I did go as far as a thin tarp strung between two trees, and to sleep I had a goretex bivvy bag (a waterproof outer bag that your sleeping bag goes into), warm sleeping bag and a thermarest mat.  I wasn’t quite sure how to protect Harpo from the cold – he is a fit, young dog but one used to sleeping on a sofa, not in the wild.  The experts of outdoor dog gear,, advised that the best bet would be to get him an ‘Ultimate Warmer’ dog coat made by Finnish company Hurtta.  Ergonomic, made from their patented ‘Houndtex’ wicking, waterproof and windproof fabric, this garment is the most technically brilliant thing I have ever seen on a dog.  Harpo hasn’t worn ‘clothes’ before, but I put this coat on him as soon as we stopped walking and he stayed toasty and comfortable all night.  He also had a thermarest mat to lay on, and a bivvy bag to keep the condensation off.

Huddled in the undergrowth with warm dog curled behind my knees, bathed in moonlight…I’ll be honest, it was pretty bloody cold, but by the gods, it felt good.  This isn’t just for Bear Grylls, or for the summer, I thought – this is something I should do every few months.  This is something people have been doing on this island for tens of thousands of years.  How sad that most of us have lost the nerve to be in nature for more than an afternoon.

Day two dawned, ish, cloudy and brooding.  I didn’t need a coffee to get me going – it felt perfectly right to stretch, eat quickly, pack up and head out.  Another full march, via windblown Cefn Bryn and the enigmatic Arthur’s Stone burial chamber, then Penrice village and the merciless orange contours of Oxwich Wood. I reached Port Eynon as it got dark.  Port Eynon beach is packed in the summer, but that evening Harpo and I had the run of it.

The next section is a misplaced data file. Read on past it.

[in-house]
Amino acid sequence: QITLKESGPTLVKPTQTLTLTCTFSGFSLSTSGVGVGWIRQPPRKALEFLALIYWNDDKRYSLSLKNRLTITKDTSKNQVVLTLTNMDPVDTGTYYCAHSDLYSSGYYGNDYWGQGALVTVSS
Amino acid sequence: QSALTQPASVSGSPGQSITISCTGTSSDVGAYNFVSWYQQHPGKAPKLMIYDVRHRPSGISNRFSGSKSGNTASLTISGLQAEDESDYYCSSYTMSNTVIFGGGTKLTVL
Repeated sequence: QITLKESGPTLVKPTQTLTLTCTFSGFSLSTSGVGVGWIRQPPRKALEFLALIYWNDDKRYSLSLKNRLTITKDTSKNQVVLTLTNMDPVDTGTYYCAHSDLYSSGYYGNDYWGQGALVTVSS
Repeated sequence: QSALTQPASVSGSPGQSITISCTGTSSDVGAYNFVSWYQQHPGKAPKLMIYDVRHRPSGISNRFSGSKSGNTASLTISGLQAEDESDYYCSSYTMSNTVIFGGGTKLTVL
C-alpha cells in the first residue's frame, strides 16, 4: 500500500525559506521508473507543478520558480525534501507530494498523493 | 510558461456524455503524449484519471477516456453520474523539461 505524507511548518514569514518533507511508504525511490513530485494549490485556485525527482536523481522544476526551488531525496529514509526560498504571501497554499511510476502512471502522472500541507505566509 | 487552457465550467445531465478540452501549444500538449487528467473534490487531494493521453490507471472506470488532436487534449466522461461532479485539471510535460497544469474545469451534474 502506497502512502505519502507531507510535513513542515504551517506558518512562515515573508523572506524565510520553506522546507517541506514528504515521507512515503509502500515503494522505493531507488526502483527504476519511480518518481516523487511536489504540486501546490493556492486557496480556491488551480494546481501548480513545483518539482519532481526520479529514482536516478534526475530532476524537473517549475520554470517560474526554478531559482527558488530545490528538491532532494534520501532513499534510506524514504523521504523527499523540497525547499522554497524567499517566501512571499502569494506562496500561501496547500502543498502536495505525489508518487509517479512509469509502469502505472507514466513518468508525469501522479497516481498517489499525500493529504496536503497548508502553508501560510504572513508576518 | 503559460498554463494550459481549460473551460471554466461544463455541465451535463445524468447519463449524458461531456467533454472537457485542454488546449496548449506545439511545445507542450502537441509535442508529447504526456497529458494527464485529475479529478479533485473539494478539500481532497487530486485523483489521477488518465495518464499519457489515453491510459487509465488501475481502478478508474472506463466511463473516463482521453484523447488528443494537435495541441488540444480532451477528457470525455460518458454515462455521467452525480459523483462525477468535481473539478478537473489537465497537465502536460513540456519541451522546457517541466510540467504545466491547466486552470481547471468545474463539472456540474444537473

Andrew Price, local bushcraft and survival expert at Dryad Bushcraft, knows this coast really well.  We’d talked about my plan for this trip, and he was willing to guide me to the Paviland Cave in time to go visit in the morning, in exchange for a pork pie and a cuddle from the dog.  Paviland Cave has just been named as one of the most sacred sites in Britain.  Half way up a sea cliff, it was the site of an 1823 archaeological excavation that revealed the oldest human burial ever to have been discovered in the British Isles.  The ‘Red Lady of Paviland’ – a set of human bones stained with ochre, buried in the cave floor alongside a mammoth skull, is 33,000 years old.  The bones are now in Oxford Museum of Natural History, and modern analysis has revealed that the Red Lady was actually a man. The enigmatic t

eardrop-shaped cave, ten metres high, and winding deep into the limestone cliffs, is only accessible by climbing around the sea cliffs, or at low tide.  Andrew and I planned to sleep nearby and then head into the cave in the morning.  We found a nook in the rock along the cliff path which offered a bit of shelter from the now sideways-rain.